Crude prices rose to nine-month highs in Asia
SINGAPORE: Crude prices rose to nine-month highs in Asian trade Monday as investors kept a wary eye on the worsening crisis in Iraq, where insurgents were advancing on the capital Baghdad.
US benchmark West Texas Intermediate for July delivery jumped 35 cents to $107.26 a barrel in late-morning trade, while Brent crude for August gained 44 cents to $112.90.”Markets remain on high alert on developments in Iraq… Investors are focused on Iraq and the potential for further (supply) disruptions,” Michael McCarthy, chief market strategist at CMC Markets in Sydney, told.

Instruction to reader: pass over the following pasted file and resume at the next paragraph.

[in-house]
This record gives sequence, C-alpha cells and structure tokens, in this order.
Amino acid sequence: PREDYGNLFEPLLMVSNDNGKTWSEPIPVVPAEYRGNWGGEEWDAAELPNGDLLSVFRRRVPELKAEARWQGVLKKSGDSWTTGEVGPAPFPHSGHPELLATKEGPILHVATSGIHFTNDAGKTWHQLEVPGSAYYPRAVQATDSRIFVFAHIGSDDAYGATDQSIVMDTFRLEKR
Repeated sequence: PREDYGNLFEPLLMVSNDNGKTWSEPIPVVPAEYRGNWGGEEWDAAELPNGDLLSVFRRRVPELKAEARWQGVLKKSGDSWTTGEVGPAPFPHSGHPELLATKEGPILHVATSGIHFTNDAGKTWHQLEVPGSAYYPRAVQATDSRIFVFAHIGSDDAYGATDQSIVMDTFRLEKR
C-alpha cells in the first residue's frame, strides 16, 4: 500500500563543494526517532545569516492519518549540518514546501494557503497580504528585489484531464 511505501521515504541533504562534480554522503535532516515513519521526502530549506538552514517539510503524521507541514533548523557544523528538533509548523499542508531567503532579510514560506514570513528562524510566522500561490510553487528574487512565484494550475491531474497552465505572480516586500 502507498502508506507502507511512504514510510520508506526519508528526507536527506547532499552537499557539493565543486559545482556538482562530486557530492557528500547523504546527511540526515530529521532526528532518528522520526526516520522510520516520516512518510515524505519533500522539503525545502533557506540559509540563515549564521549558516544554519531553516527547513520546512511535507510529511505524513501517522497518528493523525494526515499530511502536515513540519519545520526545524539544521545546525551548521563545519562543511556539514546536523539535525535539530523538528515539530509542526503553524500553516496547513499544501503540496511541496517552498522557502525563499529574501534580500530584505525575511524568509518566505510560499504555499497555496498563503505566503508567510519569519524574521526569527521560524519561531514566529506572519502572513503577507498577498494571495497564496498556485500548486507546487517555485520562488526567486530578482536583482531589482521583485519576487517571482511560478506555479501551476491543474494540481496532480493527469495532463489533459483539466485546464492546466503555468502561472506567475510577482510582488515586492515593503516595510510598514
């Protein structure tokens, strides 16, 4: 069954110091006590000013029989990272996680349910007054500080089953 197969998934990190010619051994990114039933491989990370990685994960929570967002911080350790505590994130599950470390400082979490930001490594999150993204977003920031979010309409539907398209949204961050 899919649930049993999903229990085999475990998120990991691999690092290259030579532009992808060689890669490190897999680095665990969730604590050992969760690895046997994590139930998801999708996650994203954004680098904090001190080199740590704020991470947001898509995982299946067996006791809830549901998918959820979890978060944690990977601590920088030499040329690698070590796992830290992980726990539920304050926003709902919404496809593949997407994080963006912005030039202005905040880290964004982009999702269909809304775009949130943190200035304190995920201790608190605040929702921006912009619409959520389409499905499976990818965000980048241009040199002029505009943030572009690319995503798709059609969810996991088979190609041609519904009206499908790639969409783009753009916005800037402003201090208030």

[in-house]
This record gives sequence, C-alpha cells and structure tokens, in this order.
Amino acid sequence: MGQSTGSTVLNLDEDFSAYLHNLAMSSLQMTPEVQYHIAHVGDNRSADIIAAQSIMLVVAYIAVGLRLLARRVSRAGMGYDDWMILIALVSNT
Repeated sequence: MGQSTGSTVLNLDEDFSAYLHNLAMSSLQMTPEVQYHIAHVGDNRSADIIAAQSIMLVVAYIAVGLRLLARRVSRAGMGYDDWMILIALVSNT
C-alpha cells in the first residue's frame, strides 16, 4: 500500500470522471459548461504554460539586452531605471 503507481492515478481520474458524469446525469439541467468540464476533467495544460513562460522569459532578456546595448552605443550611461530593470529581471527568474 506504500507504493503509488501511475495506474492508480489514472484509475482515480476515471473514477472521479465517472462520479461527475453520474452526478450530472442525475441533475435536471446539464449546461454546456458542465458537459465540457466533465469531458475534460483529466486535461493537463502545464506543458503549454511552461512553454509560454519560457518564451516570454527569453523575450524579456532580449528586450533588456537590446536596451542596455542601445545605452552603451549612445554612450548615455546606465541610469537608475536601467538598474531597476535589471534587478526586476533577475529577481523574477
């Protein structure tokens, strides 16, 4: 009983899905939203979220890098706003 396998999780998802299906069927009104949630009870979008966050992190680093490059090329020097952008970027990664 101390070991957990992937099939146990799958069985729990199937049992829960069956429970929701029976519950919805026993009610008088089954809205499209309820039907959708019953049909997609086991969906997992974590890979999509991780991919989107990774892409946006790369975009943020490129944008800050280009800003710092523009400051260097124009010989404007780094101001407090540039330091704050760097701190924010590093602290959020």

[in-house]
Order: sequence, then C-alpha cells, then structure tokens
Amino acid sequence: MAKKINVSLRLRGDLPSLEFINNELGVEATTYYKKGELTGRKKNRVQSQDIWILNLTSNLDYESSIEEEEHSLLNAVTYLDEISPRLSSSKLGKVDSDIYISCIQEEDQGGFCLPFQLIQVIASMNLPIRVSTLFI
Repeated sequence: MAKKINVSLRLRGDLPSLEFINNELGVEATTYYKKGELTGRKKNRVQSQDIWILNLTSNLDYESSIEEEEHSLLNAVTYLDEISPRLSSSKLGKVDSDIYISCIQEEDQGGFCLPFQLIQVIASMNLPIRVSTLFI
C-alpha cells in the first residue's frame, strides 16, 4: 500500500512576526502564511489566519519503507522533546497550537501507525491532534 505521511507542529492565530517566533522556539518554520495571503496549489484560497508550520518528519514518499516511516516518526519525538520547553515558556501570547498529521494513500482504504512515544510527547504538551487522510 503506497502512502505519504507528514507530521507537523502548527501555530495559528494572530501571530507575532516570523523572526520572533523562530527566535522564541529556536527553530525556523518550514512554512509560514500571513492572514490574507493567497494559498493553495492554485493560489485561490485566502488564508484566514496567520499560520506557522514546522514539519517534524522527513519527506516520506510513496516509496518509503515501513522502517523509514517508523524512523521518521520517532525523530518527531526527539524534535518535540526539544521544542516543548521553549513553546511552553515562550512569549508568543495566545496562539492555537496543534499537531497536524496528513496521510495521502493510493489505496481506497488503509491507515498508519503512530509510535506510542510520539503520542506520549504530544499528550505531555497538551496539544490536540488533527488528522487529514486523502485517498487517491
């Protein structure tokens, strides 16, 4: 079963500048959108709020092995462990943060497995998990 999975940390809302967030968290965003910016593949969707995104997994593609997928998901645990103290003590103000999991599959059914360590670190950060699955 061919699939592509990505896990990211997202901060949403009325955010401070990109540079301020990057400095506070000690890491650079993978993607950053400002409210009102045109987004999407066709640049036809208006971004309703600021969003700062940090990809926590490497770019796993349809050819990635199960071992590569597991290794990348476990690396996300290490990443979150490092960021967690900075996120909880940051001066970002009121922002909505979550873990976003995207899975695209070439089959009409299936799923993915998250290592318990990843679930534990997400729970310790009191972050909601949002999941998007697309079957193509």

The militant offensive, spearheaded by the jihadist Islamic State of Iraq and the Levant, has taken a huge swathe of predominantly Sunni Arab territory in northern Iraq since late Monday, and was advancing on Baghdad amid grisly reports of atrocities.
The United States ordered an aircraft carrier into the Gulf on Saturday, although US President Barack Obama ruled out sending troops back into combat.
The crisis has a direct bearing on crude prices because Iraq is the second-biggest oil exporter in the 12-nation Organization of Petroleum Exporting Countries (OPEC) after kingpin Saudi Arabia.